house of cards

Last night I stared at "Shaping Lily" with my edit letter in mind, and wondered if it's possible to fix what needs fixing without pulling the story to pieces.

It was a totally vain endeavour, of course, and I knew this at the time as well, but it appears to be part of my process. There is a point in my process — just after I've received feedback on a story but before I've actually started any (further) revisions — when the story hangs in the balance. A point wherein I basically sit staring at the story, hesitating, thinking a lot but achieving nothing. Or nothing material, at least.

Because as soon as I start — as soon as I select a single thread on which to work — the entire story will unravel and in the process a whole slew of other things that require fixing will fall out, and what was once a story will become instead a mess of shredded words scattered haphazardly over my desk. And I will have to examine every word, singly and in context, yet one more time, as I try to weave it all (seamlessly!) back into a cohesive narrative.1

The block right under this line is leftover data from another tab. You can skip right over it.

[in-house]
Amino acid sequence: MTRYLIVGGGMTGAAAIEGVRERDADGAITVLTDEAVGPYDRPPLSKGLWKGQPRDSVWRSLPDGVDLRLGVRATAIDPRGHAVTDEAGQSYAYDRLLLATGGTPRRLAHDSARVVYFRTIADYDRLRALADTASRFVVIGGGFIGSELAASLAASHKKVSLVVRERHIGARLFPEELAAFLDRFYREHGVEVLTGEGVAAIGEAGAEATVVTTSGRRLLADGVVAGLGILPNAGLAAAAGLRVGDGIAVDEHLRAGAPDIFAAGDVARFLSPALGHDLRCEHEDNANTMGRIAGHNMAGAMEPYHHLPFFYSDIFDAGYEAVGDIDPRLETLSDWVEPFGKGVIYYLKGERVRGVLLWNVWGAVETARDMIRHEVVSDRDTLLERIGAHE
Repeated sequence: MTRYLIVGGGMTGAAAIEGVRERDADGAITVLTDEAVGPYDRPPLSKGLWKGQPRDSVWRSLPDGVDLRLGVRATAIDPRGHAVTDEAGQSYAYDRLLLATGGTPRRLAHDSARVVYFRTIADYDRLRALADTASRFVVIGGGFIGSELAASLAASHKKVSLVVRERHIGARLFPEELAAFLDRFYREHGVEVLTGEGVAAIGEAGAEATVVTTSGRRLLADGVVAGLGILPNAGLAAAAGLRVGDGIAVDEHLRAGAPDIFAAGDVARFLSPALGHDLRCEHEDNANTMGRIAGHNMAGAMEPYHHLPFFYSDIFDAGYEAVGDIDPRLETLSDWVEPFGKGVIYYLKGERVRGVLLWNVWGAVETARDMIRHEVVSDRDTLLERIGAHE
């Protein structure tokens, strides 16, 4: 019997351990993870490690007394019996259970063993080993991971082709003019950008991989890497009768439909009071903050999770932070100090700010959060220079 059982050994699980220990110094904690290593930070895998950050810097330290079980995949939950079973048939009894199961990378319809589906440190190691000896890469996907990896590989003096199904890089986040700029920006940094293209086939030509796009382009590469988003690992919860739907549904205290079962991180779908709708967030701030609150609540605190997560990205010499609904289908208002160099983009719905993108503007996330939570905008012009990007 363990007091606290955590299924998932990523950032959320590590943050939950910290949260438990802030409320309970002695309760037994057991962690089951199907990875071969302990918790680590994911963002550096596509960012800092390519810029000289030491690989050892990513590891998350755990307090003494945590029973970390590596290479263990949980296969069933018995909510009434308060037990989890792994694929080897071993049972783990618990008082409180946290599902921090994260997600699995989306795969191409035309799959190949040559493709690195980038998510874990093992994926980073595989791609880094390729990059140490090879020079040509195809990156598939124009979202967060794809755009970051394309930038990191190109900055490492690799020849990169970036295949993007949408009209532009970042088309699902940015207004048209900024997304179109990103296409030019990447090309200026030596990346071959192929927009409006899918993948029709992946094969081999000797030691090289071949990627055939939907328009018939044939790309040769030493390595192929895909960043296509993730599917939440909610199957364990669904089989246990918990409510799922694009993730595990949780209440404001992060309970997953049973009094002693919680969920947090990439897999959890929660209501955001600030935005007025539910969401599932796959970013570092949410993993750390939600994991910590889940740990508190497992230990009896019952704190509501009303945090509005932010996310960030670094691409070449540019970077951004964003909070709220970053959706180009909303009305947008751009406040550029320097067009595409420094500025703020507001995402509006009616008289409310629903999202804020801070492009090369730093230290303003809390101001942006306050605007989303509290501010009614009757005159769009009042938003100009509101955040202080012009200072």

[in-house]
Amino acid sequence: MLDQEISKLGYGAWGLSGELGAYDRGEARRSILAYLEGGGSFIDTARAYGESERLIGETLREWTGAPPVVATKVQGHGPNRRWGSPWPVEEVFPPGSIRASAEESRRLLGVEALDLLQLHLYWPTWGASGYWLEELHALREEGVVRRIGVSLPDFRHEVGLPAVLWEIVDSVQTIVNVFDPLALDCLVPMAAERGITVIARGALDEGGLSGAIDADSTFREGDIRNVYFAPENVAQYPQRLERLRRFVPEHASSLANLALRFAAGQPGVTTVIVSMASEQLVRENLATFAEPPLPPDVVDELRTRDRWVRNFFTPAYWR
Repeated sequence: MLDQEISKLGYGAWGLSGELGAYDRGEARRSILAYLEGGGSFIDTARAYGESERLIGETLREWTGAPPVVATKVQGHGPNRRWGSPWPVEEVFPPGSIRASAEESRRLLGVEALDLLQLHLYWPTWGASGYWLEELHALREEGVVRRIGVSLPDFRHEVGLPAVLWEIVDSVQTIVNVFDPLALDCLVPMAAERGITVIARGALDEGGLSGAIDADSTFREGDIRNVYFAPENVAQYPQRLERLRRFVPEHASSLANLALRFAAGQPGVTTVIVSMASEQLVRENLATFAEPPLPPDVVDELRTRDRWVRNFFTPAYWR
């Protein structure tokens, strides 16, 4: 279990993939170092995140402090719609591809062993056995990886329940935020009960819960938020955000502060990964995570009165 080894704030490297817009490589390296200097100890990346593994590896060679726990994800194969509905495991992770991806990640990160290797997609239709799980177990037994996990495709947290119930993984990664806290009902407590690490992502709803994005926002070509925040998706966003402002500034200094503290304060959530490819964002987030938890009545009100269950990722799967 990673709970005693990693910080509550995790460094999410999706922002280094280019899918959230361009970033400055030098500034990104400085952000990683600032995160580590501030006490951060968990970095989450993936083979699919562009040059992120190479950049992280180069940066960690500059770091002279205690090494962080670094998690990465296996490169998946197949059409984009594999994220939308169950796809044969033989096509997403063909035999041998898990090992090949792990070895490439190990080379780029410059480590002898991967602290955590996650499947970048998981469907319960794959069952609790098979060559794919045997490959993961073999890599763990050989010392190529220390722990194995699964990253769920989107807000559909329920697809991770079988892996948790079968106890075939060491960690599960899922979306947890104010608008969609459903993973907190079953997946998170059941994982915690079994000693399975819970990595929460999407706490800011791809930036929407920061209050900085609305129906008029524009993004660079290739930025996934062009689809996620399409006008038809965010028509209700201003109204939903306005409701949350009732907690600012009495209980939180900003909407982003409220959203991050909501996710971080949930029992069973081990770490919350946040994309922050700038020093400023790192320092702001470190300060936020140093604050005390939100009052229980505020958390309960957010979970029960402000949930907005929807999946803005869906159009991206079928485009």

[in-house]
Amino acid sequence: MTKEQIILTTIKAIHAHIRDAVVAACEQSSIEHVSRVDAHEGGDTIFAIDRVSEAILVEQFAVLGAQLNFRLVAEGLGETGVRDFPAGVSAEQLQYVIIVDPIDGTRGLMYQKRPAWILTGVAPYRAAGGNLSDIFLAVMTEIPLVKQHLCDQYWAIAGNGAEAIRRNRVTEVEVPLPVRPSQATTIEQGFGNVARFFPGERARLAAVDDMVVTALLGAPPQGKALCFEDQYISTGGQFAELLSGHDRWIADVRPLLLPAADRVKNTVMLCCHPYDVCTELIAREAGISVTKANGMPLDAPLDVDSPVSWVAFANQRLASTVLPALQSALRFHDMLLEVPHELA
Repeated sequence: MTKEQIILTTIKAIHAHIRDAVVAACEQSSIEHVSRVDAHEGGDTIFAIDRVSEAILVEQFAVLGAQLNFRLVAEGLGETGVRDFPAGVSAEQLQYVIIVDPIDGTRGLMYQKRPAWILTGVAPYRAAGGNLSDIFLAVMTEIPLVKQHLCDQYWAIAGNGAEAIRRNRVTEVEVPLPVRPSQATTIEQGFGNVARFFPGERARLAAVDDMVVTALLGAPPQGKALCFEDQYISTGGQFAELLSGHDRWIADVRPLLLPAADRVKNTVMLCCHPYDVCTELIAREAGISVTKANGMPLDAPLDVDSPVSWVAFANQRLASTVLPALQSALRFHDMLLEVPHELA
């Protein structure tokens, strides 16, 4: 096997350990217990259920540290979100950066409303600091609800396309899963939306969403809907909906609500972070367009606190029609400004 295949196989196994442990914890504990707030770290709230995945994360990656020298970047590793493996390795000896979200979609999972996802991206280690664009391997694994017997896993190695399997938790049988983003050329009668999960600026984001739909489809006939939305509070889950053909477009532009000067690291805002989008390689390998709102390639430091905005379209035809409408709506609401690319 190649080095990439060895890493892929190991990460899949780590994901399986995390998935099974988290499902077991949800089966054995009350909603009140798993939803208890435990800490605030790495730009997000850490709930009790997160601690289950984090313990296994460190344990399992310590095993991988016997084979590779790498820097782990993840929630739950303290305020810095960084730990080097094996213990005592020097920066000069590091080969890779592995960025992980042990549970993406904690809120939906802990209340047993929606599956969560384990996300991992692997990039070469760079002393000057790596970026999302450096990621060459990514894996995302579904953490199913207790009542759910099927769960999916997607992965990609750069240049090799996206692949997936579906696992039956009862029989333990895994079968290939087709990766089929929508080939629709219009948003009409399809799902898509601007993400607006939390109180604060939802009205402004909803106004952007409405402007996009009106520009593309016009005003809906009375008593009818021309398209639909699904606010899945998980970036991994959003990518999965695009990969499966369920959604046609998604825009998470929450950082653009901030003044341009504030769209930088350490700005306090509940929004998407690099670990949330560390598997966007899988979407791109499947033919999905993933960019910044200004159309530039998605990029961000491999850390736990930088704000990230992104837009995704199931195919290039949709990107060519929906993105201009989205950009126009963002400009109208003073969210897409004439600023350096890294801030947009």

All that sitting and staring has its place as well, however. It's a moment of waiting, of zen before the battle frenzy, which fixes the big picture in mind before I get lost in the minutiae.

Which is what it's time to do now.

  1. This metaphor would probably be much stronger if I knew anything at all about sewing, or weaving, or knitting. []